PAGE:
“If another passenger joins, the travel range per charge drops to 60 km. If a third persons sits behind the range drops to 30 km. We are trying to address the longer range of driving in our R&D work,” he explained.
On pricing, Nakanishi said, “You have Honda and Toyota, which have proven, commercially viable hybrid technology cars. But internationally, they sell in small volumes. Globally, Suzuki is known as a low-cost car manufacturer selling in large volumes. We would like to achieve that for electric cars in India.”
Bhargava, meanwhile, also said reports of bookings for the Tata Motors’ Nano (which started on April 9) has had no impact on the Maruti sales.
“We are not seeing any impact on our sales due to the Nano in April and I don't think it will have any impact this year at all. We expect wholesale sales to be good for April since retail sales in March were good and dealers have liquidated their stocks,” he said.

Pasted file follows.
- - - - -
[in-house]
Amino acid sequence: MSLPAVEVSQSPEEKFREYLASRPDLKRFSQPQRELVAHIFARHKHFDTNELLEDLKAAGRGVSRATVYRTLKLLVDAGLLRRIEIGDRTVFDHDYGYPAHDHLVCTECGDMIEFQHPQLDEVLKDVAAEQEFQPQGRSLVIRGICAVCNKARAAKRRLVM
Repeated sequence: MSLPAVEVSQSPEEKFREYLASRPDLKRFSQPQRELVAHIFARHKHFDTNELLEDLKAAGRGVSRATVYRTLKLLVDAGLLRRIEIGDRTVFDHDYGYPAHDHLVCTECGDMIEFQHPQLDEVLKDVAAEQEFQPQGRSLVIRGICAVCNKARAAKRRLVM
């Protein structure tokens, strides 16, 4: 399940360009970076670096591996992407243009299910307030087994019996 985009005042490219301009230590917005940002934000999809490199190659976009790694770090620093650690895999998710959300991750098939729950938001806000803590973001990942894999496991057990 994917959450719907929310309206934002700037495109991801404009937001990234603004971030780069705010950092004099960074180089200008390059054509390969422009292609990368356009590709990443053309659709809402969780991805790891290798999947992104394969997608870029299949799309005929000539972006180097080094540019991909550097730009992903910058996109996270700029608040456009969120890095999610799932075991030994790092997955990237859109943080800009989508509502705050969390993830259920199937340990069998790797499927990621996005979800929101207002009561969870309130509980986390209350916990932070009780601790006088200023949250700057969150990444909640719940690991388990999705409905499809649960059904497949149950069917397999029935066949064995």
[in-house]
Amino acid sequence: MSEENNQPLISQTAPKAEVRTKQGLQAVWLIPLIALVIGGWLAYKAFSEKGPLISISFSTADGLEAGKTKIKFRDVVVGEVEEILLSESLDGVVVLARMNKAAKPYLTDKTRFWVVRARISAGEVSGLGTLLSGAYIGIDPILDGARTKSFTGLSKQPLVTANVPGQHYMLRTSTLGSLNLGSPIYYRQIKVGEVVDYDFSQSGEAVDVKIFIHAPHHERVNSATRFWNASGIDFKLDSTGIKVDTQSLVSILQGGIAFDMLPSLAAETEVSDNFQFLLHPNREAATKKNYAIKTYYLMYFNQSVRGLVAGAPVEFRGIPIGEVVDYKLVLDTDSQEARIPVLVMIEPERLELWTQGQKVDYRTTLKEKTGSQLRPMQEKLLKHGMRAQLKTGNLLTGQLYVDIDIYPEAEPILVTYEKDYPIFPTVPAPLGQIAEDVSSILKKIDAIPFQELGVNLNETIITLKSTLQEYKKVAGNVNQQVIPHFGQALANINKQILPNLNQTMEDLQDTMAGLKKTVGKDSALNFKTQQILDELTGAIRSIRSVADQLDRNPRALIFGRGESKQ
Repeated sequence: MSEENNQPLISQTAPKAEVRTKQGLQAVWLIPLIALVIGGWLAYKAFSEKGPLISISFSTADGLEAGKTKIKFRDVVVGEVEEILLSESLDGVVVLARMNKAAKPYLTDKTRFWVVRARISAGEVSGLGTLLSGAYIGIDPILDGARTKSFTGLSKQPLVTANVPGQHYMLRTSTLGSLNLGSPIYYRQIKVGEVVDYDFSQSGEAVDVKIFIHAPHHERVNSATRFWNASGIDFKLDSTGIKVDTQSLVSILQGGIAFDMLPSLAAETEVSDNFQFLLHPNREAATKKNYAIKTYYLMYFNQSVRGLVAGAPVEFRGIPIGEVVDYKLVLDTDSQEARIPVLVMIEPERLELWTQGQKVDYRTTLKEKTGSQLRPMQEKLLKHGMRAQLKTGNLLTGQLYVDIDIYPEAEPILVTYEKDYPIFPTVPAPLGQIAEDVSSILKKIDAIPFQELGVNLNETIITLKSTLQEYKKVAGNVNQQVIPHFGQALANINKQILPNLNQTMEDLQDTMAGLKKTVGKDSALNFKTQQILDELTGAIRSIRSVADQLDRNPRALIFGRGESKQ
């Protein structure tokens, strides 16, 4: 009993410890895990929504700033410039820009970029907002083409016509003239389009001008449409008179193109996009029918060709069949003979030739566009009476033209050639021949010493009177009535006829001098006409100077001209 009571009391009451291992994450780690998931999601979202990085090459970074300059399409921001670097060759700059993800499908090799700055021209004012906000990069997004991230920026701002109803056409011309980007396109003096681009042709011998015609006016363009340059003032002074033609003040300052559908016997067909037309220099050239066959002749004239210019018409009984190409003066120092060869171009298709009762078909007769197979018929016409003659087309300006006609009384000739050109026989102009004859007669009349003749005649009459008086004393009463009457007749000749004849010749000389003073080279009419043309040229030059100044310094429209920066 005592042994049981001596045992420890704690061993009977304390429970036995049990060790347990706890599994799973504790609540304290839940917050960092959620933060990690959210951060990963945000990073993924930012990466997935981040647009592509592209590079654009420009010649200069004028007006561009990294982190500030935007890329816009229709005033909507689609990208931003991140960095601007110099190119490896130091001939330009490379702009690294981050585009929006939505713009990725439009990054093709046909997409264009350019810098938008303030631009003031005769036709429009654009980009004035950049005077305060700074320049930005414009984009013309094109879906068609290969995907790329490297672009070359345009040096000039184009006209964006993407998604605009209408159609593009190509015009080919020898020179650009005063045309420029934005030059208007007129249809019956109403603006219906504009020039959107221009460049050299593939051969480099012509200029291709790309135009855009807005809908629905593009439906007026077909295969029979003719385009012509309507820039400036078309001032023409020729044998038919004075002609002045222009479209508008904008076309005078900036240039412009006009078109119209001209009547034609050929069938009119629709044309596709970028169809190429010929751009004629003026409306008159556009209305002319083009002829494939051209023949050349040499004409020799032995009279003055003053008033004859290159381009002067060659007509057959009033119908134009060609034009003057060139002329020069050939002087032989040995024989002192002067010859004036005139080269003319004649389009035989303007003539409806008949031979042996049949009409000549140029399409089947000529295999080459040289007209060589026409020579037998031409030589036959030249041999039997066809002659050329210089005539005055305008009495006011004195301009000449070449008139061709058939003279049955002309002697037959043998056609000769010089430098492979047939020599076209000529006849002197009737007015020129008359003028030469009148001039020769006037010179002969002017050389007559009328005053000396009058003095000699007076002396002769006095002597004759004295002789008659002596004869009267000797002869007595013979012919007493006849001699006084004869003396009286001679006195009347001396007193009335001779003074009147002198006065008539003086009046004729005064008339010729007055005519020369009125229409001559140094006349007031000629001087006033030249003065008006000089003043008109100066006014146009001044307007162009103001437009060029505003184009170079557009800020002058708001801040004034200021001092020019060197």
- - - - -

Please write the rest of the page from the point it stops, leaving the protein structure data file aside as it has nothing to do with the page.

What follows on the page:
Mitsubishi's big electric car announcement at the New York Auto Show was that the iMiEV would be coming to the U.S. All we could get out of Mitsubishi reps before the big reveal was that this will happen sometime before 2012.
When we got to spend a few minutes with John Koenig, Mitsubishi North America's executive vice president of operations, he said, "We've now announced that for all the global markets, wherever the left hand drive is needed, that's where it's going to be. We just can't say the exact timing when it'll be, but I would say within two years."